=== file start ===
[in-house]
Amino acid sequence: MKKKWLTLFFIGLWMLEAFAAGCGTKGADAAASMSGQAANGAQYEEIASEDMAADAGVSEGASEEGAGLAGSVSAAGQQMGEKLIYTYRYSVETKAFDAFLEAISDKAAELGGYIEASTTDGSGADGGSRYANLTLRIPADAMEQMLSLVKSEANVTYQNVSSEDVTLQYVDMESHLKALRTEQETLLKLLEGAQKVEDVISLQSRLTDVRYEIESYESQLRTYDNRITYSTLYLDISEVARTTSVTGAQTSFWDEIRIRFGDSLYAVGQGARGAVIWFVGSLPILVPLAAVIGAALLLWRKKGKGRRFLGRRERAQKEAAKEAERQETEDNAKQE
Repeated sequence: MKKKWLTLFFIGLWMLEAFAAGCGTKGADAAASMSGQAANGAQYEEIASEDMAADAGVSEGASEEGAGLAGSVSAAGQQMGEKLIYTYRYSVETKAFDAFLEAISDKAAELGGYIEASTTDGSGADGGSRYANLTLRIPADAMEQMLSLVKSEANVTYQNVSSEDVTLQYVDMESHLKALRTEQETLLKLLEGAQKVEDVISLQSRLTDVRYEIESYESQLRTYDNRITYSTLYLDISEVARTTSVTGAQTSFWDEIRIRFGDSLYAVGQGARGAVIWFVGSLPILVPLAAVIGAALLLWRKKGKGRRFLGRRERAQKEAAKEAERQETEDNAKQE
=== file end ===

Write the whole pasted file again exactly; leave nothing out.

[in-house]
Amino acid sequence: MKKKWLTLFFIGLWMLEAFAAGCGTKGADAAASMSGQAANGAQYEEIASEDMAADAGVSEGASEEGAGLAGSVSAAGQQMGEKLIYTYRYSVETKAFDAFLEAISDKAAELGGYIEASTTDGSGADGGSRYANLTLRIPADAMEQMLSLVKSEANVTYQNVSSEDVTLQYVDMESHLKALRTEQETLLKLLEGAQKVEDVISLQSRLTDVRYEIESYESQLRTYDNRITYSTLYLDISEVARTTSVTGAQTSFWDEIRIRFGDSLYAVGQGARGAVIWFVGSLPILVPLAAVIGAALLLWRKKGKGRRFLGRRERAQKEAAKEAERQETEDNAKQE
Repeated sequence: MKKKWLTLFFIGLWMLEAFAAGCGTKGADAAASMSGQAANGAQYEEIASEDMAADAGVSEGASEEGAGLAGSVSAAGQQMGEKLIYTYRYSVETKAFDAFLEAISDKAAELGGYIEASTTDGSGADGGSRYANLTLRIPADAMEQMLSLVKSEANVTYQNVSSEDVTLQYVDMESHLKALRTEQETLLKLLEGAQKVEDVISLQSRLTDVRYEIESYESQLRTYDNRITYSTLYLDISEVARTTSVTGAQTSFWDEIRIRFGDSLYAVGQGARGAVIWFVGSLPILVPLAAVIGAALLLWRKKGKGRRFLGRRERAQKEAAKEAERQETEDNAKQE